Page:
Looking for Inspiration?

We’re intentionally soliciting talks at all levels:  introductory, general interest, advanced. The ideal presentation is preferably about 45 minutes in length and absolutely no longer than 50 minutes. This will allow time for subsequent speakers to set up. Here are just a few ideas to spark your imagination as you prepare a talk about The Excitement of Amateur Radio.  (Don’t worry.  You may see an inspiration in one track and apply it to another.)

Antenna work

Antennas and Propagation Subjects.  Simple antennas for the newcomer.  Making antennas out of aluminum, or wire.  All about transmission lines and connectors.  Knowledgeable purchasing.  Rotators.  Tower safety.  When should I get on the air, and on which band?  What are all these A and K factors, anyway?  The decibel.  What’s next in the solar cycle.  Results of your own propagation studies.  HamSCI activities.

Operating Activities Subjects

    On The Air.  Introduction to fox hunting, to ARDF, to ‑OTAs (Summits, Parks, Lighthouses, Boy Scout Jamborees, Girl Scout Thinking days, etc.).  Geography and topography.  VHF+ hilltopping and roving.  Tips and techniques for your successful activity.  Activity travelogues.

    photo of W1UE operating at K1VR for 2018  CQWWContesting. Introduction to contesting.  Configuring your station.  Maximizing your score.  Breaking through pile-ups.  Tips for the “little pistol” competitors.  Logging programs and techniques.  Field day war stories.

    DXing.  Introduction to DXing.  Wallpaper opportunities.  Organizing and managing a DXpedition.  Amateur Radio demographics around the world.  Tips for the “little pistol” DX chasers.  Travelogues.

Public service eventEmComm, Public Service, and Traffic Subjects.  What happens to “When all else fails” when the Internet fails.  The Incident Commander concept.  Initiating and managing local EMCOM relationships.  Introduction to public service.  Public service experiences.  Go-kits.  Portable power.  Introduction to traffic handling.  Restructuring of the NTS.

History, Invention, and Reinvention Subjects.  Where did we come from.  Historical artifacts.  Amateur Radio’s contributions to the art and technology of radio.  How can Amateur Radio thrive:  where are we going, how do we get there.  Rejuvenating clubs and club meetings.  A tank away–Radio-related tourist venues.

League, Division, and Section Activities and News.  What’s next, what’s big in Amateur Radio.  Rules and regulations.  Major operating activities.  Supporting scouting activities and college clubs.

Linux in the ham shackTechnical Subjects.   Introduction to the digital modes.  Introduction to repeaters, DSTAR, DMR, etc.  The analog modes aren’t dead.  Unusual modes (video, telemetry, remote control, etc.)  Physical circuits versus programming.  The basics of software defined radios.  SMD soldering.  Parts and programs resources.  RFI chasing and fixing.  Using clusters, spotters, and reporters.  How to remotely control your station.  Frontiers in the hobby.  Experiences at HF and below, VHF and above.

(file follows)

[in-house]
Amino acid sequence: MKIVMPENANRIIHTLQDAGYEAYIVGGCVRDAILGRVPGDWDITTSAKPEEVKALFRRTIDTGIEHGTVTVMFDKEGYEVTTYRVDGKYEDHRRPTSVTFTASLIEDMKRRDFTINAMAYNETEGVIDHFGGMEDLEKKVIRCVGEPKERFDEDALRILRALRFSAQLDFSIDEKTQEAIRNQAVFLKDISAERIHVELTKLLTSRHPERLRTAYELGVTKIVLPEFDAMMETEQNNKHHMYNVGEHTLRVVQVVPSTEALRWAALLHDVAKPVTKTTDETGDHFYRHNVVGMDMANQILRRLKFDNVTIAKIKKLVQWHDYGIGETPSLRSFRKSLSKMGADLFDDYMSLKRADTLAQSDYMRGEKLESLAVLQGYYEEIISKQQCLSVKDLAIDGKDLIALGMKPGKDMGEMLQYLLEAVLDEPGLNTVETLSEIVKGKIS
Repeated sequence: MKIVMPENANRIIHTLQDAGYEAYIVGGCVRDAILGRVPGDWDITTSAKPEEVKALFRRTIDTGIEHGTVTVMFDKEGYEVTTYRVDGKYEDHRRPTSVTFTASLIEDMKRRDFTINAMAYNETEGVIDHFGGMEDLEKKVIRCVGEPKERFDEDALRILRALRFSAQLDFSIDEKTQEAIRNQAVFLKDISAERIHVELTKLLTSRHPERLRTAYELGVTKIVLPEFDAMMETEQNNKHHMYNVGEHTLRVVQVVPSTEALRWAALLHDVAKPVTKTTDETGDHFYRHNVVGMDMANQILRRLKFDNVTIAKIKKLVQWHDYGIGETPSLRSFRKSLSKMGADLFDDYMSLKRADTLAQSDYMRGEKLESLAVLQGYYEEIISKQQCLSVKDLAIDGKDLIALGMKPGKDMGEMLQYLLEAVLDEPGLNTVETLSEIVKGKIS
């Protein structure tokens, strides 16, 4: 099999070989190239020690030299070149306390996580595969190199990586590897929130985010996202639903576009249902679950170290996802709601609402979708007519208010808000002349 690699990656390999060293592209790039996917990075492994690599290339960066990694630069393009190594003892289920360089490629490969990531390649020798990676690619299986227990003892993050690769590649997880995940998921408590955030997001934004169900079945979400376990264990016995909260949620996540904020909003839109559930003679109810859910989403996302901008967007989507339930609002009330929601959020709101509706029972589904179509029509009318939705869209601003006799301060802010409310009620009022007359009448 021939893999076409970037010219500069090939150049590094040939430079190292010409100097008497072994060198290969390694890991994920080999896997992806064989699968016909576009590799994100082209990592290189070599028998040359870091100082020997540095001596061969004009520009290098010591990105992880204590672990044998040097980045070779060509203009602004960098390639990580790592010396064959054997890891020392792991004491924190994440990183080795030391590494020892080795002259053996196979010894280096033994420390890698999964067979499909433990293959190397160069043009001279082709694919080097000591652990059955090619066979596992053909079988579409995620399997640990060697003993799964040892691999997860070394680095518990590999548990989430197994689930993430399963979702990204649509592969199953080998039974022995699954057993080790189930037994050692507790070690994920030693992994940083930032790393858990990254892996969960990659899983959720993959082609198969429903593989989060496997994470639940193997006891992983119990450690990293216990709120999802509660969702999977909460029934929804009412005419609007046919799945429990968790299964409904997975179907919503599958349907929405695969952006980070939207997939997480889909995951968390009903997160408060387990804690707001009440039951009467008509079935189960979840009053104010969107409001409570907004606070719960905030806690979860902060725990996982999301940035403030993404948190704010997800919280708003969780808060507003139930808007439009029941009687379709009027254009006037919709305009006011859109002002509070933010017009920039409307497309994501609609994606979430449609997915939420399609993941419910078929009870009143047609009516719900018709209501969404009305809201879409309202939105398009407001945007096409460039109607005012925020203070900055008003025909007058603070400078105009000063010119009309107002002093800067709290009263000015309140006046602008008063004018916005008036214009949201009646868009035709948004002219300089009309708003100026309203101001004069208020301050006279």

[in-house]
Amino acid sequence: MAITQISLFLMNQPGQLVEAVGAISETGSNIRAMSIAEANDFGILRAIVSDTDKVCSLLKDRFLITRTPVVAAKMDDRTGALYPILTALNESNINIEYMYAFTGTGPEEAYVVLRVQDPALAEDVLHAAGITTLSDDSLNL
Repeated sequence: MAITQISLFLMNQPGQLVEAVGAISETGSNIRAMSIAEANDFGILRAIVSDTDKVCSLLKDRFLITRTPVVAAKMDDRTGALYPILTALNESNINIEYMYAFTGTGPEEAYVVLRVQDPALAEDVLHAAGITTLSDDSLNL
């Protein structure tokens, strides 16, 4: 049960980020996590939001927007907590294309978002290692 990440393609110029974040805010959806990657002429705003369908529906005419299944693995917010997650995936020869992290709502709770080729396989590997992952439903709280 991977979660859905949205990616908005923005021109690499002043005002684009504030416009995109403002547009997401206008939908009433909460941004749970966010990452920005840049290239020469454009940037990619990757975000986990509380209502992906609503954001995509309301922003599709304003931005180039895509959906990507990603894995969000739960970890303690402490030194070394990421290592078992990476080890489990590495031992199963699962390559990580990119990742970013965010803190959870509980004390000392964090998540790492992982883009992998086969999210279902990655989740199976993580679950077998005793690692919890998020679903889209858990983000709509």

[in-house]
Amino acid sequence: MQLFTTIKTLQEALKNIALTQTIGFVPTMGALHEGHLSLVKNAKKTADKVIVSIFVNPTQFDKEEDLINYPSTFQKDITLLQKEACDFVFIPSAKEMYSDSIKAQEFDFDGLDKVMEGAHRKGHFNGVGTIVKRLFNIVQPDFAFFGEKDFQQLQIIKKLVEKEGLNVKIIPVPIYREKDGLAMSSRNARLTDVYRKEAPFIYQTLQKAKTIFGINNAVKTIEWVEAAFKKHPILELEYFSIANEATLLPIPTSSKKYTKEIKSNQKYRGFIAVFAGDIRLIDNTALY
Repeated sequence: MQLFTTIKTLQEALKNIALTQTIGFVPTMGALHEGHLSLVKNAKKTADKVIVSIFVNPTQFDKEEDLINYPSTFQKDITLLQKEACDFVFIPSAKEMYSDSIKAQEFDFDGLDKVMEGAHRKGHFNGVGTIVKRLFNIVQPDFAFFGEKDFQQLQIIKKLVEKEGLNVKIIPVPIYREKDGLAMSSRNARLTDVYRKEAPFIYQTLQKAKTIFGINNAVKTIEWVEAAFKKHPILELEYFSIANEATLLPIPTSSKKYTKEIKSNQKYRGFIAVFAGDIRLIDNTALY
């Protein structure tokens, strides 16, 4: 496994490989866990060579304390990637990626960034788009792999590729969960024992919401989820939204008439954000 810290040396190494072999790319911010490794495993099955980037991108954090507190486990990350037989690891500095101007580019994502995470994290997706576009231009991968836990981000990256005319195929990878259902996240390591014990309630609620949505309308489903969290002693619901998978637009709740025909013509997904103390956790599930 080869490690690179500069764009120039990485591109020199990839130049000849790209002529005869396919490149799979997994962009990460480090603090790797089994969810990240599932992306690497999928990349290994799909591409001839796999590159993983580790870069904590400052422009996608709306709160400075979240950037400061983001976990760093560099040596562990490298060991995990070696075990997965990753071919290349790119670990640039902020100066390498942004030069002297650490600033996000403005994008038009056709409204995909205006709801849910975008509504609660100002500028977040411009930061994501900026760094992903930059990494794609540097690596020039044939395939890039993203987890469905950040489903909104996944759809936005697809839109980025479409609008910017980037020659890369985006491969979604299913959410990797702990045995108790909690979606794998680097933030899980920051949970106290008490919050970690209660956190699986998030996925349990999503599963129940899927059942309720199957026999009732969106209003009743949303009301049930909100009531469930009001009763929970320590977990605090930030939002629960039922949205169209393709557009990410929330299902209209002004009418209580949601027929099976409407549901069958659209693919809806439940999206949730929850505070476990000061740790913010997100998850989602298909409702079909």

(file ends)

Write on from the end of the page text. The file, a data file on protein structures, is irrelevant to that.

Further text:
Testing candidate with a CSCE in handTraining and Education Subjects.  T&E planning for your club.  T&E success (or failure) stories.  Demonstrations, and how to present them.  Long format versus short format license preparation.  Tech Nights.  Post-exam, continuing, and remedial training.  Finding candidate trainees.  Bringing the next generation on board.

Setting Up Your Presentation

The ideal presentation is preferably about 45 minutes in length and absolutely no longer than 50 minutes.

    • Learn the basics of PowerPoint.  This presentation will go easy—and your next one will be even better.
    • Think about what your message is and present it appropriately.  Are you introducing the details of a new idea (a mode, an operating activity)?  Are you reviewing some time sequenced activity like a travelogue, an event, or a study?  Are you describing a system or piece of equipment?  Each of these has a natural flow.
    • Use your slides to support what you have to say, not the other way around.
    • Make the slide font big enough for the audience to read.  Yes, that limits how much you can get on a slide.  But you’ll lose your audience if you just read a whole pile of text instead of really having something to say.
  • Be sure graphics show something instead of just being an “eye chart.”  If a detail is important, make it an enlarged insert.
  • If audio is important, embed it in the slide rather than trying to work the audio simultaneously.
  • If you’re really proud of your subject, show it.  You’ll really engage your adience1

To see what other organizations say about setting up presentations at their conferences, go to: